See, the Union Tribune is even running stories that are metaphorically about the Mitchell report.

2007-12-14 12:09:50
142.   Frip
So many excuses for cheating.

The ageing player can't compete / the minor leaguer can't advance.

So...don't compete. Baseball is not oxygen. The human organism does not REQUIRE baseball. No one gives the accountant a break when he cooks the books because the poor thing was worried he couldn't be an accountant anymore.

You can't go back and change the stats or place aterisks.

It's not about stats, stat head. It's about one man taking unfair, secretive advantage of another.

The player stands to make a lot of money. And in baseball, stats are money.

Cheating is wrong children...unless the price is right. (And you get to be in a McDonald's commercial.)

Everyone's doing it.

Uh, no they're not. Which is why it's called cheating.

The drug hasn't even been proven to work.

It probably works. More importantly, it is the player's intent that it works. Which is an intent to cheat.

There are many unfair advantages in life.

Baseball is not life, it's sport…a system of rules and parameters precisely set for humans to play within. So we can see how we measure up under equal circumstance.

Rules are for boy scouts, small potatoes really. They get broken.

Rules ARE the sport. Breaking the rules, is not playing the sport. It is doing something else.

I don't care.

You wouldn't.

2007-12-14 12:14:26
143.   Daniel Zappala
If somebody had said something about boy scouts, I would have noticed.
2007-12-14 12:18:10
144.   Bob Timmermann
So the high moral ground is occupied by the person who equated Japanese-American community groups with Nazis?
2007-12-14 12:18:19
145.   old dodger fan
140 If I recall correctly the sentencing guidelines were 10-24 months and the judge went high which seemed odd since Vick did not have a criminal record. The judge was mad because Vick failed a drug test (marijuana) while awaiting sentencing (which was really stupid of him) and it turns out he lied about his involvement in killing some dogs. The judge was so mad that he made Vick show up for sentencing in prison garb despite Vick's request to be allowed to appear in a business suit. Vick tried to make a statment of apology and the judge cut him off and told him he should be apologizing to all the kids who held him up as a role model.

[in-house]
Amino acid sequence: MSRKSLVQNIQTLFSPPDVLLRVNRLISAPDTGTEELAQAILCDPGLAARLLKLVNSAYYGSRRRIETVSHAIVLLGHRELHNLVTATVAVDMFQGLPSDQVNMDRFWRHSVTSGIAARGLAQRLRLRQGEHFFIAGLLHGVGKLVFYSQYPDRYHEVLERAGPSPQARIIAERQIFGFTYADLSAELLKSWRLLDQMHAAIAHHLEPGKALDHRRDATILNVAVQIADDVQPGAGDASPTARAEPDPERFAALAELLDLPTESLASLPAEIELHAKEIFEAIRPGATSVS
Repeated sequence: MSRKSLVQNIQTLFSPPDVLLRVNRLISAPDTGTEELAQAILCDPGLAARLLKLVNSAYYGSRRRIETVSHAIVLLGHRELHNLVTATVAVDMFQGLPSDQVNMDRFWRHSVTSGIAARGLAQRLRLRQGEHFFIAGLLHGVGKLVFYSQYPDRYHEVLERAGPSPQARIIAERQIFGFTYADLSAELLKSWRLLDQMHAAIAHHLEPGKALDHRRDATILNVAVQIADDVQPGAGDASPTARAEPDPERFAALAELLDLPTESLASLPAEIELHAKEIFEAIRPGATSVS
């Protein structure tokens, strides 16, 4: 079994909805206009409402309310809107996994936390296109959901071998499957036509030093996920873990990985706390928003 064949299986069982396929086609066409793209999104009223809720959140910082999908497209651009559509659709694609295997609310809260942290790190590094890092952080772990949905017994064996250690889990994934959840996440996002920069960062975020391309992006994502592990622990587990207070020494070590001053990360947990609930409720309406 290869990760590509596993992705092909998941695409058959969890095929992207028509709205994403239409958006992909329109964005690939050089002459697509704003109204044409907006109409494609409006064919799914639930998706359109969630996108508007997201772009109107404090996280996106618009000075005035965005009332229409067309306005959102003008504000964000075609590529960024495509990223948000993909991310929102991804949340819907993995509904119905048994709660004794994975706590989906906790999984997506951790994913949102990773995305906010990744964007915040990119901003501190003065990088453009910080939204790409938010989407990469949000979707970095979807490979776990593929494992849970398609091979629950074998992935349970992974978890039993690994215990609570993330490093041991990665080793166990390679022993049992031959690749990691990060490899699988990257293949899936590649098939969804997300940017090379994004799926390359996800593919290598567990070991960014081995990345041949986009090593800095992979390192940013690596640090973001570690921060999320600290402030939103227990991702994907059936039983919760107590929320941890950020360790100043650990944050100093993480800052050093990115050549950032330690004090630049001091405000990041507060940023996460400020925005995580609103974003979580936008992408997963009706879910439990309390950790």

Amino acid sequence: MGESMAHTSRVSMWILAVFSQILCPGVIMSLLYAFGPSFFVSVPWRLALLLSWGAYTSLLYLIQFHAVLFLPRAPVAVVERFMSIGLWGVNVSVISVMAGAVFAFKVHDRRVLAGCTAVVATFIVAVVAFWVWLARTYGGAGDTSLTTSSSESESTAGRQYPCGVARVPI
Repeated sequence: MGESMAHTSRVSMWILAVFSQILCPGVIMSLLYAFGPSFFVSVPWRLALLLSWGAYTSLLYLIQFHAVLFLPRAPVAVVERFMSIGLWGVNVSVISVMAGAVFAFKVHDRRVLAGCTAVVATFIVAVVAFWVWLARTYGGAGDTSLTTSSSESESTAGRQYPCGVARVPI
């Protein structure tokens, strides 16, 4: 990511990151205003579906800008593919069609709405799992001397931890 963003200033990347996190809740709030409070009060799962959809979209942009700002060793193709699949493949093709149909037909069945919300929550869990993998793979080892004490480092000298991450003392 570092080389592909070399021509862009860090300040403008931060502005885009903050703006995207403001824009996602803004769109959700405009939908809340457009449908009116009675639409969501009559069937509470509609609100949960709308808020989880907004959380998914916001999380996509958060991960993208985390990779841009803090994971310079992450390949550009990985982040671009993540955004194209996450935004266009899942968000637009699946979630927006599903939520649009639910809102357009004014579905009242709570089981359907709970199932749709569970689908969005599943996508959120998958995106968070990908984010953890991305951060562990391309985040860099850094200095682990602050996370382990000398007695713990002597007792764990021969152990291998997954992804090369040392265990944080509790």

I don't know who you would send the petition to but that judge does not sound like one who will budge.

2007-12-14 12:18:23
146.   Andrew Shimmin
143- You would.
2007-12-14 12:20:08
147.   Eric Enders
"Rules ARE the sport. Breaking the rules, is not playing the sport. It is doing something else."

Agreed. Which means George Mitchell now needs to go do a report that tries to identify every player who has ever gotten a hit when their back foot was outside the batter's box. And we need to expunge those players' stats from the record. Also any pitcher who has ever struck out a batter after taking longer than the rulebook-mandated 20 seconds between pitches. And next we crack down on Bobby Thomson's home run and all the other moments made possible by sign stealing.

And of course, we throw out the entire careers of Don Drysdale, Don Sutton, and Orel Hershiser, among others, because they are known to have doctored baseballs. And then we round up all the batters before the 1980s (when the rule was changed) who ever put pine tar too far up on their bat, and expunge their records too. And we strike all the hits that players have ever gotten while a teammate's number or other extraneous writing was handwritten on their caps, since that's against the rules. And of course, we go back and review video of every double play ever turned, to make sure the second baseman actually touched the bag.